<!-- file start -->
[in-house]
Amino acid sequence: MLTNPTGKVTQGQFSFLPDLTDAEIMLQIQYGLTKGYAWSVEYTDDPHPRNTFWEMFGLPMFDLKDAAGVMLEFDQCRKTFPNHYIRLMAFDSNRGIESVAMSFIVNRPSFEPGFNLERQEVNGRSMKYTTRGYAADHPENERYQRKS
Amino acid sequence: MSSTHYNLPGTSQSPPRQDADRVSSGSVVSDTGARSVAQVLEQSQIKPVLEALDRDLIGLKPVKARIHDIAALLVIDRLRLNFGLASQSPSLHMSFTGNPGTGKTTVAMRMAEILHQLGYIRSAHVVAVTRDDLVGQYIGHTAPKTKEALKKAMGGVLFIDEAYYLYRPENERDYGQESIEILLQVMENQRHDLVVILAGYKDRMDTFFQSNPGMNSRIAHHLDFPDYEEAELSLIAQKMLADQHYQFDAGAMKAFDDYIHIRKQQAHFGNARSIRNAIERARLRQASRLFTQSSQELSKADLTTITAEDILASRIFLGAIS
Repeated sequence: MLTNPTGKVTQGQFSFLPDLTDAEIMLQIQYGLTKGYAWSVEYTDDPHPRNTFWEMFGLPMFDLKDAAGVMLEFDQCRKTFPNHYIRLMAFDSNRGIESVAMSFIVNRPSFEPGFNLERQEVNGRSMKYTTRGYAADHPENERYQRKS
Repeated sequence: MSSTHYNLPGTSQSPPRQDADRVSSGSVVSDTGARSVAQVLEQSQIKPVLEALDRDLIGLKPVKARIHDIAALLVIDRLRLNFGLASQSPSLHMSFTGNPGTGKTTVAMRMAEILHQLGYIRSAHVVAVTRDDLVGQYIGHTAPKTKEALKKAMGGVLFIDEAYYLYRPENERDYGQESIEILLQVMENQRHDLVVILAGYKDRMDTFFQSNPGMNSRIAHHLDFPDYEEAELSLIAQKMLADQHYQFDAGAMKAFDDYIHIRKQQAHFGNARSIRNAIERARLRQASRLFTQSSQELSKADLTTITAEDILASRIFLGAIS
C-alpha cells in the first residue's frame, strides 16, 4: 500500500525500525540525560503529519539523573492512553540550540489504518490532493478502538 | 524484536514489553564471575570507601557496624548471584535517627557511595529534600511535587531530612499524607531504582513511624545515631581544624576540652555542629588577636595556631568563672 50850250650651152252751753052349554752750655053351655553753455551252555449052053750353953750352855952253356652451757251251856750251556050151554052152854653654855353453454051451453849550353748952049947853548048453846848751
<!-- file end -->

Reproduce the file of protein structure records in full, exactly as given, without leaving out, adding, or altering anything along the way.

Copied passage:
[in-house]
Amino acid sequence: MLTNPTGKVTQGQFSFLPDLTDAEIMLQIQYGLTKGYAWSVEYTDDPHPRNTFWEMFGLPMFDLKDAAGVMLEFDQCRKTFPNHYIRLMAFDSNRGIESVAMSFIVNRPSFEPGFNLERQEVNGRSMKYTTRGYAADHPENERYQRKS
Amino acid sequence: MSSTHYNLPGTSQSPPRQDADRVSSGSVVSDTGARSVAQVLEQSQIKPVLEALDRDLIGLKPVKARIHDIAALLVIDRLRLNFGLASQSPSLHMSFTGNPGTGKTTVAMRMAEILHQLGYIRSAHVVAVTRDDLVGQYIGHTAPKTKEALKKAMGGVLFIDEAYYLYRPENERDYGQESIEILLQVMENQRHDLVVILAGYKDRMDTFFQSNPGMNSRIAHHLDFPDYEEAELSLIAQKMLADQHYQFDAGAMKAFDDYIHIRKQQAHFGNARSIRNAIERARLRQASRLFTQSSQELSKADLTTITAEDILASRIFLGAIS
Repeated sequence: MLTNPTGKVTQGQFSFLPDLTDAEIMLQIQYGLTKGYAWSVEYTDDPHPRNTFWEMFGLPMFDLKDAAGVMLEFDQCRKTFPNHYIRLMAFDSNRGIESVAMSFIVNRPSFEPGFNLERQEVNGRSMKYTTRGYAADHPENERYQRKS
Repeated sequence: MSSTHYNLPGTSQSPPRQDADRVSSGSVVSDTGARSVAQVLEQSQIKPVLEALDRDLIGLKPVKARIHDIAALLVIDRLRLNFGLASQSPSLHMSFTGNPGTGKTTVAMRMAEILHQLGYIRSAHVVAVTRDDLVGQYIGHTAPKTKEALKKAMGGVLFIDEAYYLYRPENERDYGQESIEILLQVMENQRHDLVVILAGYKDRMDTFFQSNPGMNSRIAHHLDFPDYEEAELSLIAQKMLADQHYQFDAGAMKAFDDYIHIRKQQAHFGNARSIRNAIERARLRQASRLFTQSSQELSKADLTTITAEDILASRIFLGAIS
C-alpha cells in the first residue's frame, strides 16, 4: 500500500525500525540525560503529519539523573492512553540550540489504518490532493478502538 | 524484536514489553564471575570507601557496624548471584535517627557511595529534600511535587531530612499524607531504582513511624545515631581544624576540652555542629588577636595556631568563672 50850250650651152252751753052349554752750655053351655553753455551252555449052053750353953750352855952253356652451757251251856750251556050151554052152854653654855353453454051451453849550353748952049947853548048453846848751